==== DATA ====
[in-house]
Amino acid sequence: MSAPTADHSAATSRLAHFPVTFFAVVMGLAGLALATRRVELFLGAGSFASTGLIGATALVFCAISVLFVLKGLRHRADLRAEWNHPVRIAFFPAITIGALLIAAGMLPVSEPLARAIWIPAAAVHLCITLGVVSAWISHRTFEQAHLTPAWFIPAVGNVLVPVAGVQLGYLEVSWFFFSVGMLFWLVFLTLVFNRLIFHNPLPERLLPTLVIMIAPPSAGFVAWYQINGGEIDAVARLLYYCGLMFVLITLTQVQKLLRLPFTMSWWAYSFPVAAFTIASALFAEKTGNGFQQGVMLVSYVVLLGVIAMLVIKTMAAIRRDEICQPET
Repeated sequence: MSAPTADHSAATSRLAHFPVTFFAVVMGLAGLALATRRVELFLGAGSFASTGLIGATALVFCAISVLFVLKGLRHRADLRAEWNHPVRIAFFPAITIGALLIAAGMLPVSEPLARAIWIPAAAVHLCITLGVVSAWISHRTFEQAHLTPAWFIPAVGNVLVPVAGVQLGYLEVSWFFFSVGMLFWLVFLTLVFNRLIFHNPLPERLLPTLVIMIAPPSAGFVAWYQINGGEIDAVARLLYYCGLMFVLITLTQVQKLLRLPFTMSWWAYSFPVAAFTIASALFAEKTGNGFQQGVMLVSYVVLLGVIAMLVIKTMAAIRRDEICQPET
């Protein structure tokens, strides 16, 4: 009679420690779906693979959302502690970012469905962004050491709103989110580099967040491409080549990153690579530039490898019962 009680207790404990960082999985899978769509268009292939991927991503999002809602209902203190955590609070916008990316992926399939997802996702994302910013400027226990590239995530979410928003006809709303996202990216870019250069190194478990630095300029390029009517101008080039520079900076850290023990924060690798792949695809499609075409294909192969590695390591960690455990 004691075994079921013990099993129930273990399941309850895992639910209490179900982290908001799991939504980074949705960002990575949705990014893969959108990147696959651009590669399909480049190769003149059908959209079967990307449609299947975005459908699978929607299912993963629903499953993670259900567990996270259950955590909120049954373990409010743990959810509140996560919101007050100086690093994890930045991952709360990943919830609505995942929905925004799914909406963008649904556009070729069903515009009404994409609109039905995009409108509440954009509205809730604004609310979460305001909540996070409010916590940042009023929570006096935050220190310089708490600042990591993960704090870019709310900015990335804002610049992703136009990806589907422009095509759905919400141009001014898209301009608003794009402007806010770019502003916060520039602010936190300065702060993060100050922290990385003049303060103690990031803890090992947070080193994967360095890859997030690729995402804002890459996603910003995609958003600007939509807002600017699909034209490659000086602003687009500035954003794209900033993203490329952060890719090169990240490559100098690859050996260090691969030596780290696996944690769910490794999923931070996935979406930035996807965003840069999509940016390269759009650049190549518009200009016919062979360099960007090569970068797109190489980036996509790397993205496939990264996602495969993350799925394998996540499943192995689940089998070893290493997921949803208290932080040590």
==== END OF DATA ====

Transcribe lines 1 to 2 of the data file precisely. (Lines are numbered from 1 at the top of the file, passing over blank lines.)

[in-house]
Amino acid sequence: MSAPTADHSAATSRLAHFPVTFFAVVMGLAGLALATRRVELFLGAGSFASTGLIGATALVFCAISVLFVLKGLRHRADLRAEWNHPVRIAFFPAITIGALLIAAGMLPVSEPLARAIWIPAAAVHLCITLGVVSAWISHRTFEQAHLTPAWFIPAVGNVLVPVAGVQLGYLEVSWFFFSVGMLFWLVFLTLVFNRLIFHNPLPERLLPTLVIMIAPPSAGFVAWYQINGGEIDAVARLLYYCGLMFVLITLTQVQKLLRLPFTMSWWAYSFPVAAFTIASALFAEKTGNGFQQGVMLVSYVVLLGVIAMLVIKTMAAIRRDEICQPET